A recent ambulatory blood pressure study of about 60000 patients with a median follow-up of about 10 years showed that 24 hour ambulatory blood pressure versus clinic blood pressure has a tighter correlation to all-cause mortality and cardiovascular mortality. Nighttime blood pressure was the best predictor of cardiovascular events and all-cause mortality. Masked Hypertension also conferred an increased risk of cardiovascular mortality (14).
NEW APPROACHES TO BLOOD PRESSURE MONITORING
The Aktiaa bracelet is a wearable device available in Europe that can accurately estimate blood pressure in the most common body positions of daily life (15). The device uses optical sensors to measure the amount of light that is absorbed or reflected by blood vessels in living tissue. In a one month validation trial, simultaneous blood pressure measures with the Aktiaa Bracelet and double-blinded auscultation by two trained observers were compared. The mean and standard deviation of the differences between Aktiia Bracelet estimates and the reference were 0.5 ± 7.8 for systolic blood pressure and 0.4 ± 6.9 for diastolic blood pressure (16).
Often the questions we ask in clinical medicine are bounded by our current diagnostic tools. For example, before the advent of continuous glucose monitors our studies focused on average glucose (hemoglobin A1C) and clinical outcomes. With the ubiquity of wearable glucose monitors, we can consider the relationship between surges in glucose and insulin and our energy levels, cognitive performance, and inflammatory markers. Continuous blood pressure monitoring elevates its own set of significant clinical information by rendering previously invisible nocturnal hypertension, masked hypertension, and masked hypotension visible.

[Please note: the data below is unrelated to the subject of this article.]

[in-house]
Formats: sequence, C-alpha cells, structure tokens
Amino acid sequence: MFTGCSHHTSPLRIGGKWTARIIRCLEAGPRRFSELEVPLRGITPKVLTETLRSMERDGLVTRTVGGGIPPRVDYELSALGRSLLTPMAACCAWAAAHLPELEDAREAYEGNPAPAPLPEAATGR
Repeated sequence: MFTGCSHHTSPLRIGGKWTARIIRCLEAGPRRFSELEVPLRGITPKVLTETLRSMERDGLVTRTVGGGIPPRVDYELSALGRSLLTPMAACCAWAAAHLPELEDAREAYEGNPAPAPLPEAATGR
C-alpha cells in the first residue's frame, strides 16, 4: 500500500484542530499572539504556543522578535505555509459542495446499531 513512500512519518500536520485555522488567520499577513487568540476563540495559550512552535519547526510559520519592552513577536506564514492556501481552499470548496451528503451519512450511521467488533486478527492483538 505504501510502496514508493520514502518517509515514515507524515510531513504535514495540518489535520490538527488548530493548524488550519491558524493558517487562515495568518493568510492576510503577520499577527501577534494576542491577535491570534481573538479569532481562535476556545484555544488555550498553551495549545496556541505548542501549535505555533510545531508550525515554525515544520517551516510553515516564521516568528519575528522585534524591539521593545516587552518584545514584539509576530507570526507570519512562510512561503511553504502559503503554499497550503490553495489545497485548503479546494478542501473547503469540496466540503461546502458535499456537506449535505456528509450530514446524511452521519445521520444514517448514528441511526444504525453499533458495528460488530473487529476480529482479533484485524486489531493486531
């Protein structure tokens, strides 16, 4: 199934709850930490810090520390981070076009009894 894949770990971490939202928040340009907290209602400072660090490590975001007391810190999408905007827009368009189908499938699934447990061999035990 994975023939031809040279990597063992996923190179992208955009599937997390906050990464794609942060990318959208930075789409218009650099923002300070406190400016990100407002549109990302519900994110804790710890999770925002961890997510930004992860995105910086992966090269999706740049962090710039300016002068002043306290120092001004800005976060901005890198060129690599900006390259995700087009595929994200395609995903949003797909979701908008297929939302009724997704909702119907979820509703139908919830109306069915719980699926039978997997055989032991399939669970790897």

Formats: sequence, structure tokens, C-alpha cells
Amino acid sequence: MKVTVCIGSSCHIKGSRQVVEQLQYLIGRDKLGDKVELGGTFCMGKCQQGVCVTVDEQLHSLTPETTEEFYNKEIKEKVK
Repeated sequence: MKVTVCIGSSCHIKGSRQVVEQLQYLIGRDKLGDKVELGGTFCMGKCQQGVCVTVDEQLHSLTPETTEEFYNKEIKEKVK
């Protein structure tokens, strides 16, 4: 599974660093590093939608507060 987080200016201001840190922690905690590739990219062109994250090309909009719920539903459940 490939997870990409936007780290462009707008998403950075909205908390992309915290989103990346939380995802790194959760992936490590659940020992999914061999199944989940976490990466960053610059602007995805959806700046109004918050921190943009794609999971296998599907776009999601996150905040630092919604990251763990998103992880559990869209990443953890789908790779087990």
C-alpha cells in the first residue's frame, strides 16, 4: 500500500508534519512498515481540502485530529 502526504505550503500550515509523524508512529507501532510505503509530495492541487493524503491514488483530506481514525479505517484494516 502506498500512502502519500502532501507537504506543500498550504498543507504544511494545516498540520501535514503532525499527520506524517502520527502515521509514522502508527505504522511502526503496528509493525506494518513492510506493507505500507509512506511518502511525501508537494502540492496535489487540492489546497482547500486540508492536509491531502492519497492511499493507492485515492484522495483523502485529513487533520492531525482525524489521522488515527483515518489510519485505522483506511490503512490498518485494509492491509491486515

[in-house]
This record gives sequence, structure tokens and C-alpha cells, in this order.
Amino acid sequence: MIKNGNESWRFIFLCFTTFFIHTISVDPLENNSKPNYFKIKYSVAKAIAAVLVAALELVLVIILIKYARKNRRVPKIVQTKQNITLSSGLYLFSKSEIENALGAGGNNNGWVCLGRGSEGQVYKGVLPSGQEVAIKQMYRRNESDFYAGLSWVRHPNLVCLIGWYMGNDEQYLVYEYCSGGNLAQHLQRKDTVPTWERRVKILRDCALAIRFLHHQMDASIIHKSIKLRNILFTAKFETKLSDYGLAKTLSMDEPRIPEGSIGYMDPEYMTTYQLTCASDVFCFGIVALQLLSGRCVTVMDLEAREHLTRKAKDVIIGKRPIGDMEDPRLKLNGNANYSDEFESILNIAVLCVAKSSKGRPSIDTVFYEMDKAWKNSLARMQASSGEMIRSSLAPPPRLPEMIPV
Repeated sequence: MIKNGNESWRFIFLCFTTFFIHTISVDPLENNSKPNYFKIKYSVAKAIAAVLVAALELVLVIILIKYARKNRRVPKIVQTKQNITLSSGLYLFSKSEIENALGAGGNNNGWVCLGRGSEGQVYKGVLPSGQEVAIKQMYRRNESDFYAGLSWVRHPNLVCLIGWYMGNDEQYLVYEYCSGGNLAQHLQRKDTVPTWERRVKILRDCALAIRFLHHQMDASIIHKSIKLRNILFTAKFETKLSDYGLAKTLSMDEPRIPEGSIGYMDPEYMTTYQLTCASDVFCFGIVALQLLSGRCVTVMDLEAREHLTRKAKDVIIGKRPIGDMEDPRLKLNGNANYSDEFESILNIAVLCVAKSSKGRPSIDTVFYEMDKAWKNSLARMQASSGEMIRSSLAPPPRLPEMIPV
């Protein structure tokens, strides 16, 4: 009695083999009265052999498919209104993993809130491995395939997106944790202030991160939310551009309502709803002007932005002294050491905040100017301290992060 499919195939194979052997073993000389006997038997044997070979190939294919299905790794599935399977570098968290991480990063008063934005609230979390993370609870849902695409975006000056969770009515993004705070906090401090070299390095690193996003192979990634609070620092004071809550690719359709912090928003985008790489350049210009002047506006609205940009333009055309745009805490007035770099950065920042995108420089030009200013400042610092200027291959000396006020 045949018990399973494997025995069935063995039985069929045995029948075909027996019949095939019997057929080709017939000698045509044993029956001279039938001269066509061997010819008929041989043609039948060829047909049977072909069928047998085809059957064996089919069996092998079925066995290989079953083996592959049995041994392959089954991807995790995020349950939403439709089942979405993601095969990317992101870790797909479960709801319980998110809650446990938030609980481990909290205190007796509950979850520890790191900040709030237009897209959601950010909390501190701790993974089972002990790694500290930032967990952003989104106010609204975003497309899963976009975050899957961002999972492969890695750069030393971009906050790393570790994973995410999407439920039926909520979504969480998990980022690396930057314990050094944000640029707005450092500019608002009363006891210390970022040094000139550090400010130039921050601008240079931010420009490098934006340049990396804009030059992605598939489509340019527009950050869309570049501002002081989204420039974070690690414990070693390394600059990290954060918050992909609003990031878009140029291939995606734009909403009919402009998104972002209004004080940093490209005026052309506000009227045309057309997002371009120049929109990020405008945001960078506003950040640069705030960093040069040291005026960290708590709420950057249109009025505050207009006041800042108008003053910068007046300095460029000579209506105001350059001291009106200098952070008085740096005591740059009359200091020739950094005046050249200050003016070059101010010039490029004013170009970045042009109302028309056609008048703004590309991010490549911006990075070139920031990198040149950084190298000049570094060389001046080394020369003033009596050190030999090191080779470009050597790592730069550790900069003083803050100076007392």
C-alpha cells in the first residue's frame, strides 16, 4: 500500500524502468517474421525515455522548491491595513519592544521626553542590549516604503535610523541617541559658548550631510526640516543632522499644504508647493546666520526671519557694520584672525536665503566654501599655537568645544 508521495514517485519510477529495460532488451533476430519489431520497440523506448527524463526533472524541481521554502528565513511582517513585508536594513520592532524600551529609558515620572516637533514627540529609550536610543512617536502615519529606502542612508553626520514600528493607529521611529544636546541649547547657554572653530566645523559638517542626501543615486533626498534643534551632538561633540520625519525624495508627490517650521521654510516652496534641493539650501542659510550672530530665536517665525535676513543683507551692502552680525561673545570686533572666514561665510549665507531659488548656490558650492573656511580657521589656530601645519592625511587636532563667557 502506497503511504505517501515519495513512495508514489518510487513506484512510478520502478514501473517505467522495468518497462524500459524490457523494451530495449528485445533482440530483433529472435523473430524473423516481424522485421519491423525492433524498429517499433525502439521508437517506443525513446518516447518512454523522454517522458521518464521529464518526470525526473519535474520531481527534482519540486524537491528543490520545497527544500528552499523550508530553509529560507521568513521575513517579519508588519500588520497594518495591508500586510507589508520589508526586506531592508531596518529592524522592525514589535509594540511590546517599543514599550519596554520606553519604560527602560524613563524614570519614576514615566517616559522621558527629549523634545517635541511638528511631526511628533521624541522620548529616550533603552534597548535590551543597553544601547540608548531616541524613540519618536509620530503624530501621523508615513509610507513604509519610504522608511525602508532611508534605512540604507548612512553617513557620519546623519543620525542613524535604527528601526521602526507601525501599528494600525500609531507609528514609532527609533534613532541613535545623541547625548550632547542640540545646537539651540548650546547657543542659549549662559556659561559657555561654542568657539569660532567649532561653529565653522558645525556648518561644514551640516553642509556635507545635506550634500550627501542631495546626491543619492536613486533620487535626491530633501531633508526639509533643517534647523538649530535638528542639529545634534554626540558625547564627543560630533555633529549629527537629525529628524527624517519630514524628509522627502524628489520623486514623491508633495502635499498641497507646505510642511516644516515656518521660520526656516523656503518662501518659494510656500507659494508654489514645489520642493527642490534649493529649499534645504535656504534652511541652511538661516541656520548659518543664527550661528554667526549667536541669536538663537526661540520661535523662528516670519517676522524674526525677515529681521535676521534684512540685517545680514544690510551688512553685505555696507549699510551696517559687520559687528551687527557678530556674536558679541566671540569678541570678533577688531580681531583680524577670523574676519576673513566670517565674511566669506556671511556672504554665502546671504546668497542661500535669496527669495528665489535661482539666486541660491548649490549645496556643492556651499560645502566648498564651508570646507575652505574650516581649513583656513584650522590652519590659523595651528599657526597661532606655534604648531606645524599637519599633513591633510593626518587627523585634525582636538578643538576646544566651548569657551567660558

Bradford Rabin MD is a concierge medicine doctor caring for patients in the San Francisco Bay Area including Palo Alto, Menlo Park, Los Altos, Portola Valley, Hillsborough, and Woodside.
1 New ACC/AHA High Blood Pressure Guidelines Lower Definition of Hypertension
2 Facts About Hypertension
3 Ambulatory Blood Pressure Monitoring to Diagnose and Manage Hypertension
4 Prognostic Effect of the Nocturnal Blood Pressure Fall in Hypertensive Patients: The Ambulatory Blood Pressure Collaboration in Patients With Hypertension (ABC-H) Meta-Analysis
5 Night-time blood pressure patterns and target organ damage: a review
6 Prevalence of Masked Hypertension in Untreated and Treated Patients With Office Blood Pressure Below 130/80 mm Hg
7 Unmasking masked hypertension: prevalence, clinical implications, diagnostic correlates and future directions
8 Masked Hypertension and Cardiovascular Disease Events in a Prospective Cohort of Blacks
9 Prognostic value of white-coat and masked hypertension diagnosed by ambulatory monitoring in initially untreated subjects: an updated meta-analysis
10 Masked Hypertension
11 Magnitude of Hypotension Based on Office and Ambulatory Blood Pressure Monitoring: Results From a Cohort of 5066 Treated Hypertensive Patients Aged 80 Years and Older
12 Low blood pressure levels for fall injuries in older adults: the Health, Aging and Body Composition Study
13 Diastolic Blood Pressure and Mortality in the Elderly With Cardiovascular Disease
14 Relationship Between Cinic and Ambulatory Blood Pressure and Mortality: an Observational Cohort Study in 59124 patients
15 Validation of the optical Aktiia bracelet in different body positions for the persistent monitoring of blood pressure
16 Blood pressure from the optical Aktiia Bracelet: a 1-month validation study using an extended ISO81060-2 protocol adapted for a cuffless wrist device